Fear in animals: a meta-analysis and review of risk assessment

The amount of risk animals perceive in a given circumstance (i.e. their degree of ‘fear’) is a difficult motivational state to study. While many studies have used flight initiation distance as a proxy for fearfulness and examined the factors influencing the decision to flee, there is no general understanding of the relative importance of these […]

Evaluating methods to quantify anthropogenic stressors on wild animals

Humans have a variety of direct and indirect impacts on wildlife and a number of methods have been proposed to identify and quantify anthropogenic stressors that negatively impact wildlife. The ideal method would ultimately help predict the presence, absence, or population viability of animals living with a particular stressor. We critically review seven methods that […]

Testing a key assumption of wildlife buffer zones- is flight initiation distance a species-specific trait

The distance at which animals flee an approaching predator is known as the ‘flight initiation distance’ (FID). Wildlife managers use FID to develop buffer zones to reduce human impacts on wildlife. Many variables have been demonstrated to influence FID leading one to question whether it can be viewed as a species-specific trait. We tested this […]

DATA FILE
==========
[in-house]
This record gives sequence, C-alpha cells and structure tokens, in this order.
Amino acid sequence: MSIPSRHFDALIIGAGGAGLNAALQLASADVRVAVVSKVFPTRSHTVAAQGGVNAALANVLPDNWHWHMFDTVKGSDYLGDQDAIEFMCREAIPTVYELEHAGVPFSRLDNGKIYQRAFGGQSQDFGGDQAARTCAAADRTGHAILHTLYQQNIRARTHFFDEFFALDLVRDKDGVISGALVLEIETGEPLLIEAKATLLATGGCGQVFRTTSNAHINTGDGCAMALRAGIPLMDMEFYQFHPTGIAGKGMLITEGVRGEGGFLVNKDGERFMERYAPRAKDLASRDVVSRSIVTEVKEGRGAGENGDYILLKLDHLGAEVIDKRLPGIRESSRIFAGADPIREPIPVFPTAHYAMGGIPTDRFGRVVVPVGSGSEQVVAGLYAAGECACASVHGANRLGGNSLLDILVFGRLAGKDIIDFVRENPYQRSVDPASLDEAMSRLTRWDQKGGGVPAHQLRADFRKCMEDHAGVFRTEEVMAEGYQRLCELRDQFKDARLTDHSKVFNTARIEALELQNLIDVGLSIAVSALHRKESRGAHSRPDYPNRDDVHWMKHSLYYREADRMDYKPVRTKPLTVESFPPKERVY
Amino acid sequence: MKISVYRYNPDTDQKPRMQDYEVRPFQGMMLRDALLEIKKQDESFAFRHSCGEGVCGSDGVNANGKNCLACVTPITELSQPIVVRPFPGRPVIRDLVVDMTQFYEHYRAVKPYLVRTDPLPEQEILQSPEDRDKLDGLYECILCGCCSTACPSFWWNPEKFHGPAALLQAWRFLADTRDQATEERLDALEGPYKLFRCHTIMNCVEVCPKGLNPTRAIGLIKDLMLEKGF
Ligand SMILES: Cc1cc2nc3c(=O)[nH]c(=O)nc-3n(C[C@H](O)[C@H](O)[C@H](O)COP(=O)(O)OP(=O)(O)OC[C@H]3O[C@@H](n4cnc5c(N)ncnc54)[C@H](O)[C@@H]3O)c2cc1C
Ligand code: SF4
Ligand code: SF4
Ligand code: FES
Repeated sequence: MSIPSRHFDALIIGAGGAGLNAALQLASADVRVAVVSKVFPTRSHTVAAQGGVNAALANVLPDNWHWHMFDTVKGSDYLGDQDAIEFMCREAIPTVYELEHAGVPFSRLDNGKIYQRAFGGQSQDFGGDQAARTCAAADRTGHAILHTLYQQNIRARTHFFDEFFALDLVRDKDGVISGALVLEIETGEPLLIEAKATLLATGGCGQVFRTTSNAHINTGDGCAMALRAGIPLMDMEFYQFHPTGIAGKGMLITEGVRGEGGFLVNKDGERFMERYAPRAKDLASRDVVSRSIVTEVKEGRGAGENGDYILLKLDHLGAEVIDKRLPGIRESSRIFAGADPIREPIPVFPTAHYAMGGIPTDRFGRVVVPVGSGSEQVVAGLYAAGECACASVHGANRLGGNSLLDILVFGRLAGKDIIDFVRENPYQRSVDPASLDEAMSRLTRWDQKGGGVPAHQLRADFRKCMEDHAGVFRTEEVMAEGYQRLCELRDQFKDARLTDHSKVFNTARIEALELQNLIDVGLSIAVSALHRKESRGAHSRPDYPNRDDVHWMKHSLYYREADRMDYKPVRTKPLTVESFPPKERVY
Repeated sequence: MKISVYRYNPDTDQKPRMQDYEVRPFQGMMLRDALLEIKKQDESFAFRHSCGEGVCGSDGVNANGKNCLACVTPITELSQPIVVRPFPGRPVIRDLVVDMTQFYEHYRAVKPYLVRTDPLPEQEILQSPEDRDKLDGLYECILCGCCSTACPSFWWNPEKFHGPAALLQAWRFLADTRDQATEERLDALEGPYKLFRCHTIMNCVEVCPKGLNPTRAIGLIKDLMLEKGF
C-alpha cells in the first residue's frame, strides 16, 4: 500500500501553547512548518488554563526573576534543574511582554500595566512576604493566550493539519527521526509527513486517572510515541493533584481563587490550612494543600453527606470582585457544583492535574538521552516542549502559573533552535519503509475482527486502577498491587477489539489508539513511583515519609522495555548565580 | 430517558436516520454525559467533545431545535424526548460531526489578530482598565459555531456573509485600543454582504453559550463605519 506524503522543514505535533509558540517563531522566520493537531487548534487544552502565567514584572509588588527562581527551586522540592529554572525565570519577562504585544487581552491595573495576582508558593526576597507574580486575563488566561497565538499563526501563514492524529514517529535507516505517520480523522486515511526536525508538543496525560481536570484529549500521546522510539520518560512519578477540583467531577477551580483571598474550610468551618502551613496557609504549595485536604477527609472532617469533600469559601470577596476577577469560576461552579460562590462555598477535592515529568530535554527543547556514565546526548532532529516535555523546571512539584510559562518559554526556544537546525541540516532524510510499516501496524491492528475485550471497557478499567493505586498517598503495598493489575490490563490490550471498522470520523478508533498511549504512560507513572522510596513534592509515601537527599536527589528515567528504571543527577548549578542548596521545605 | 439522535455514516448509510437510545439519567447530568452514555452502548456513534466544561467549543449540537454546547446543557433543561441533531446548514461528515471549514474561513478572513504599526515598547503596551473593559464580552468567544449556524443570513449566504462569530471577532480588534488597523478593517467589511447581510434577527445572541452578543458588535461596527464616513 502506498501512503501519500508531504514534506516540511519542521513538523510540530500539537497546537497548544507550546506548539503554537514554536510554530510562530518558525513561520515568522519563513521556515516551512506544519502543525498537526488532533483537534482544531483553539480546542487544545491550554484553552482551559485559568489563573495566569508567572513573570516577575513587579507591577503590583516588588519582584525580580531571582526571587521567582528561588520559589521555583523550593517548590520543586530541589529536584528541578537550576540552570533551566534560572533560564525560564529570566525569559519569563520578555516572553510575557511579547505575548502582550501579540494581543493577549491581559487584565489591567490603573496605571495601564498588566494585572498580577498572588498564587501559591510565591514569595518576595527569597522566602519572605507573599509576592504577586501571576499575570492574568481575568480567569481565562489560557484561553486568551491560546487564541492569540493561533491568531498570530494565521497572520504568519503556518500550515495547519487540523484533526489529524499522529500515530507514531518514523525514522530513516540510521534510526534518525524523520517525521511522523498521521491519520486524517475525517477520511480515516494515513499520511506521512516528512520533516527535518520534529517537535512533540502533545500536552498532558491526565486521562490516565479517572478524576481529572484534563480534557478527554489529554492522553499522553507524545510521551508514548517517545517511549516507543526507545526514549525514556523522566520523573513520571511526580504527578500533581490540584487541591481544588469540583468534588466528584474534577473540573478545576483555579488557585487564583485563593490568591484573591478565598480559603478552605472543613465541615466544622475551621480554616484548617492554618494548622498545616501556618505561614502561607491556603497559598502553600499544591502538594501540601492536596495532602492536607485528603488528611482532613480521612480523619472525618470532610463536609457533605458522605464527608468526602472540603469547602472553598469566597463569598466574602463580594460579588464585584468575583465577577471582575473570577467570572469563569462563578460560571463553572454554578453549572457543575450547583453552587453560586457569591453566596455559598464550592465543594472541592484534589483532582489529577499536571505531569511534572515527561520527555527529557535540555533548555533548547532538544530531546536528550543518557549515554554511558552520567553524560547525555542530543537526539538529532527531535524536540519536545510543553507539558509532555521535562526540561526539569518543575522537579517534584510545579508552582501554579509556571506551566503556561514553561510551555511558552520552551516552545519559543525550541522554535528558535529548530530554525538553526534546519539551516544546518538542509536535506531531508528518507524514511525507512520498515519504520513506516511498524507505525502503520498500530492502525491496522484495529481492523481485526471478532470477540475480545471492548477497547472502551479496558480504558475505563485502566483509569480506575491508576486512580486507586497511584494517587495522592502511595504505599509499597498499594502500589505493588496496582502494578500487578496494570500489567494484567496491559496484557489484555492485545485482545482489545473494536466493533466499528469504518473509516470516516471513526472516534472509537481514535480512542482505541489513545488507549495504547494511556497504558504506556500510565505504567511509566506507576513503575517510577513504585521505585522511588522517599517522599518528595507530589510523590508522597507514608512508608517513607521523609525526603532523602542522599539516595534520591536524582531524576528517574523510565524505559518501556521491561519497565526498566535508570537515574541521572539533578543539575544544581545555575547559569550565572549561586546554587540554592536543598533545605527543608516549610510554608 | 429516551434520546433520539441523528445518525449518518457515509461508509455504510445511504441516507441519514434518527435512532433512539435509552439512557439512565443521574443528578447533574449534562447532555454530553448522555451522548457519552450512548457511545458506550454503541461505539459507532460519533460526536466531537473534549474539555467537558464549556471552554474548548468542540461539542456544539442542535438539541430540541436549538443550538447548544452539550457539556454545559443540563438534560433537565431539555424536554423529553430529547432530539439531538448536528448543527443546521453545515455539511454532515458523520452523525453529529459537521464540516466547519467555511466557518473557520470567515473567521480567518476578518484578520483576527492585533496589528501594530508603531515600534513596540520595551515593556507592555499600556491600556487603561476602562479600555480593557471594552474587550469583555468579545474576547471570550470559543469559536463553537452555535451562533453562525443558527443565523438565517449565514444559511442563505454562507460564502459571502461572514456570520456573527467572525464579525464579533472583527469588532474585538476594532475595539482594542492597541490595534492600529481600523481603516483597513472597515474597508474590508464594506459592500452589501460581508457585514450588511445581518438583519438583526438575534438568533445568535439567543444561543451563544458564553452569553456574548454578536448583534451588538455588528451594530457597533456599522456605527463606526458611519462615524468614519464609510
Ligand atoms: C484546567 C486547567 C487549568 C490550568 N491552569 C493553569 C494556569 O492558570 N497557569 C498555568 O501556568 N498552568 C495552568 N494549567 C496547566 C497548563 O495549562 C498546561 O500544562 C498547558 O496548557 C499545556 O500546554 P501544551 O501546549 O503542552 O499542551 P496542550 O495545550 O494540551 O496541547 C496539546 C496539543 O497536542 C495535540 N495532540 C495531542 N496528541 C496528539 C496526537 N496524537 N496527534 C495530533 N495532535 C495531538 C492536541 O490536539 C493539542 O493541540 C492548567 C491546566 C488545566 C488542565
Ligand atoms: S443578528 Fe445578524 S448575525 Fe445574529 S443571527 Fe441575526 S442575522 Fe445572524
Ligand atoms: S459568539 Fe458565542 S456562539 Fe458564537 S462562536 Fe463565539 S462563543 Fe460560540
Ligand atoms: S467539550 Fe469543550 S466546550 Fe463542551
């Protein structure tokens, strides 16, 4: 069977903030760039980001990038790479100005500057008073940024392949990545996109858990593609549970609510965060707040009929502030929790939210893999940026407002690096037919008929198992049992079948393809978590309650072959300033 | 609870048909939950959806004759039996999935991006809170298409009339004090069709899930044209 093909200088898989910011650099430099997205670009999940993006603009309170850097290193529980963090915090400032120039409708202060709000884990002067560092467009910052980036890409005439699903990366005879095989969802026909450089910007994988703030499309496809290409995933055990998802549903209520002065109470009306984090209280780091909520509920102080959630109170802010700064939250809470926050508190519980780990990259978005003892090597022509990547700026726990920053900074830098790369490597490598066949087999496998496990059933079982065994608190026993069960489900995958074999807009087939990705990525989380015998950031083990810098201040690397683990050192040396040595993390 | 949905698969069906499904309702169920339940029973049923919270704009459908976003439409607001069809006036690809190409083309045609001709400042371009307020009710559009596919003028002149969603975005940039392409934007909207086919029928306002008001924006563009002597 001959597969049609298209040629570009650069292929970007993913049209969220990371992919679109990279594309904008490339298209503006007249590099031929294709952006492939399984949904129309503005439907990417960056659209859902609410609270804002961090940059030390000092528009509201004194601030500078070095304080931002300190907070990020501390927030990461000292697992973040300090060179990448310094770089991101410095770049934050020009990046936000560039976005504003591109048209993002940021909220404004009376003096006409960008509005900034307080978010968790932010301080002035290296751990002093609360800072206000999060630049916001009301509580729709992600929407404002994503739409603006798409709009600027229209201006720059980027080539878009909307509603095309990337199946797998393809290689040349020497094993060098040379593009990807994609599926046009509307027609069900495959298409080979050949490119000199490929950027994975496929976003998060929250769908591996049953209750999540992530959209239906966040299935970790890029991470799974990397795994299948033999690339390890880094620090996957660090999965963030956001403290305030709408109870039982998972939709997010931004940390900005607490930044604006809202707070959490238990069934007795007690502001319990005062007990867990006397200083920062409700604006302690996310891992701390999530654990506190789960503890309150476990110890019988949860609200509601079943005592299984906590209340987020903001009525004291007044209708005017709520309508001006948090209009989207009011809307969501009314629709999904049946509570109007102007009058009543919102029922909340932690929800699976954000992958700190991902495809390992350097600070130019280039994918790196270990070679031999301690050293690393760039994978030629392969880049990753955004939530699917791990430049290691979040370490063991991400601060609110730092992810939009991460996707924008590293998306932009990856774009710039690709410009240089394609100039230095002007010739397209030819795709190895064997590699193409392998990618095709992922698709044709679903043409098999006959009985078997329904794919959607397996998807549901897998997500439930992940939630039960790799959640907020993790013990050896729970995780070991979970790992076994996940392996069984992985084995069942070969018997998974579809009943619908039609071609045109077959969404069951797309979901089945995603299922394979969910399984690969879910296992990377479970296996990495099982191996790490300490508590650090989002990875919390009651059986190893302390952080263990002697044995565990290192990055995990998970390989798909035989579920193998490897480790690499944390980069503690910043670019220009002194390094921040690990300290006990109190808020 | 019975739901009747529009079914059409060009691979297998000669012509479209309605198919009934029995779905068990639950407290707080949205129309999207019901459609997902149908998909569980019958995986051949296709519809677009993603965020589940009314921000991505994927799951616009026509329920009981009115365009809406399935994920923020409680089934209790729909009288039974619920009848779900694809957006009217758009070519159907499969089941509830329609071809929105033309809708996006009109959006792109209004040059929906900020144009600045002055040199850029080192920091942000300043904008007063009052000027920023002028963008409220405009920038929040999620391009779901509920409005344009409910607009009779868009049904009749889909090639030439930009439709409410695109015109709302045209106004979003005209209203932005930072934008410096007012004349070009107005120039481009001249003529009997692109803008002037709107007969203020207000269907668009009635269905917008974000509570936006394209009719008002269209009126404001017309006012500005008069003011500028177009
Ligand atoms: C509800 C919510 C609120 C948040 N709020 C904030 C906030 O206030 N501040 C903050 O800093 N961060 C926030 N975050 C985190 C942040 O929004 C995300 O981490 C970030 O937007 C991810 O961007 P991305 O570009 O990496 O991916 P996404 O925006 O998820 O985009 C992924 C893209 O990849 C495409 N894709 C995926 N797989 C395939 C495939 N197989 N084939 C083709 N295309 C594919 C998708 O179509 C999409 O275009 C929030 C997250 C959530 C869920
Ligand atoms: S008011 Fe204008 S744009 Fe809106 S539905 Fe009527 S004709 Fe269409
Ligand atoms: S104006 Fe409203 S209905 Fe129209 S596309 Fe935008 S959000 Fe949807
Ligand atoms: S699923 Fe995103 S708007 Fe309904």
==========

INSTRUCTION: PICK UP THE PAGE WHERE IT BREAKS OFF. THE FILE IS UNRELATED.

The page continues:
Do individual differences influence flight initiation distance?

Flight initiation distance (FID), or the distance between a prey animal and an approaching intruder when the prey initiates its escape, is an important factor in wildlife management. We conducted a study on individually identified yellow-bellied marmots (Marmota flaviventris) to test 3 key assumptions of FID research: (1) differences in individual responses are small enough […]

Stress responsiveness, age and body condition interactively affect flight initiation distance in breeding female eiders

Predation may drive differential selection among personality types, but the mechanism linking personality with predation risk is poorly understood. One such mechanism may be provided by stress hormones (corticosterone in birds), which are linked to boldness towards predators. However, because of feedbacks between boldness and future fitness expectations, the relationship between boldness and stress physiology […]